IT WAS the result of three years’ hard work - and it took just minutes to shave off!
When Stephanie Squires submitted to the scissors for a charity headshave, she was saying goodbye to luscious locks which measured a whopping 23 inches in length.
But it was all for a good cause - as the stunt has already raised more than £1,300 in donation pledges, which will help pay for specialist physiotherapy sessions for High Green youngster Matthew Adams.
The six-year-old was left severely brain damaged after suffering encephalitis - an infection of the brain - when he was just six months old.
Stephanie, who is best friends with Matthew’s mum Leila, wanted to do something to contribute towards the intense therapy which is helping Matthew develop in ways his devoted family were once told he never would.
Family and friends of the Woolley Wood school pupil came together for the head shave at Hullaballoo’s indoor play centre in High Green, where 39-year-old Steph took the plunge.
Leila said: “She was a little bit nervous beforehand but I think she was pleased afterwards that she had gone through with it!
“Looking in the mirror was a bit of a shock but I’ve spoken to her since and I think she is getting used to it.
“She’s planning to dye it a bright colour, I think, to please the kids!”
All money raised at the event will go towards Matthew’s work with the Cerebral Palsy Physiotherapy Centre.
Although the facility is based in Luton, a therapist travels to South Yorkshire to work with him at home. But Leila and husband Steven have to foot the bill for travel and accommodation expenses, along with the cost of the treatment.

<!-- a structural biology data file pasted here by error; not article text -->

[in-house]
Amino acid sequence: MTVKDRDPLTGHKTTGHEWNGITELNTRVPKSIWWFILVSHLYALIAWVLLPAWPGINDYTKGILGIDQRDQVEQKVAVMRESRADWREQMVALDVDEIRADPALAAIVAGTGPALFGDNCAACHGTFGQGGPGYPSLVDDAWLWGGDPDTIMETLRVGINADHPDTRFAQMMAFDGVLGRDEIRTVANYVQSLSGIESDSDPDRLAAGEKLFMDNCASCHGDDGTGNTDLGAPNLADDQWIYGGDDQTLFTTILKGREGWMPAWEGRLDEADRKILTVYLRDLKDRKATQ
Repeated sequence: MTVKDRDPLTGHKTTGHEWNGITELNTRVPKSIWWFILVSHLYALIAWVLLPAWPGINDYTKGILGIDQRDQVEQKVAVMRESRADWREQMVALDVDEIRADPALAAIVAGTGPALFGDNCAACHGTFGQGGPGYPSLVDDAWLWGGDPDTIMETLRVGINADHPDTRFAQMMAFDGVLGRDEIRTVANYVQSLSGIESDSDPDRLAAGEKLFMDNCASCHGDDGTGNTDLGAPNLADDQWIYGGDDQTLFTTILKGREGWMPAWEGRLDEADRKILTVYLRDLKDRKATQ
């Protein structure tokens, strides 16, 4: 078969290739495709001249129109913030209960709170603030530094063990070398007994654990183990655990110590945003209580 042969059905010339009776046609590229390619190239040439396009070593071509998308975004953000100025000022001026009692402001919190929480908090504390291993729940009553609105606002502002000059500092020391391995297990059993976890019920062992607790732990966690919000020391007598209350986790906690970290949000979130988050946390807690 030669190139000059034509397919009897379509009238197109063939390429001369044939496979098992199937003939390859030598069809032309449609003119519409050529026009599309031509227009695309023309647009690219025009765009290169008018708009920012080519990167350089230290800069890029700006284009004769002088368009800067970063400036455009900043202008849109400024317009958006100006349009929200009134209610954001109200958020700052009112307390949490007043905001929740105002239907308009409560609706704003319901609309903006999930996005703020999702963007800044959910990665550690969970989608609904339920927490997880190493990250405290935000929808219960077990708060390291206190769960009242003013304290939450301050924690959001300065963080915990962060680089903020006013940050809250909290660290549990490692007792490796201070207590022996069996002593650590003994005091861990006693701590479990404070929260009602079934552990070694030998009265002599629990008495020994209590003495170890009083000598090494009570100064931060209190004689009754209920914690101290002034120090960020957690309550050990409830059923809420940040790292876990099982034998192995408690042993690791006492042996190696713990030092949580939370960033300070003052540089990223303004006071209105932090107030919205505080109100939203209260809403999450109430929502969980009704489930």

The therapist works with him on a host of different areas including sitting, reaching and standing, using various methods to develop and strengthen his muscles, flexibility and balance.
Matthew’s problems appeared out of the blue when he was six months old and was struck down with a mystery infection which travelled to his brain, causing irreversible damage.
The infection could have been caused by something as innocent as a kiss from someone with a cold sore, since it took the same form as the herpes virus.
Initially, after treatment at Sheffield Children’s Hospital, Matthew made good progress - but after a week back home his condition began to deteriorate and he was re-admitted for three months.
An MRI scan revealed the extensive damage to his brain, which resulted in his developmental progress reverting.
Now the intense physiotherapy is helping to work on the problems he was left with - and the results have amazed his family.
Leila said: “He receives the treatment twice a year and the difference it has made has been remarkable.”
She said she was eternally grateful to Steph, who travelled from her home in Lincolnshire for the event.
“I’m blown away by what Steph has done to help us fund more of this treatment for him. She has been such a star, right from when Matthew got ill, and now to do this is absolutely amazing,” she said. “There’s no words to describe what she has done for him.”
Email Leila at firstname.lastname@example.org to sponsor Steph or to help with fundraising for future treatment for Matthew.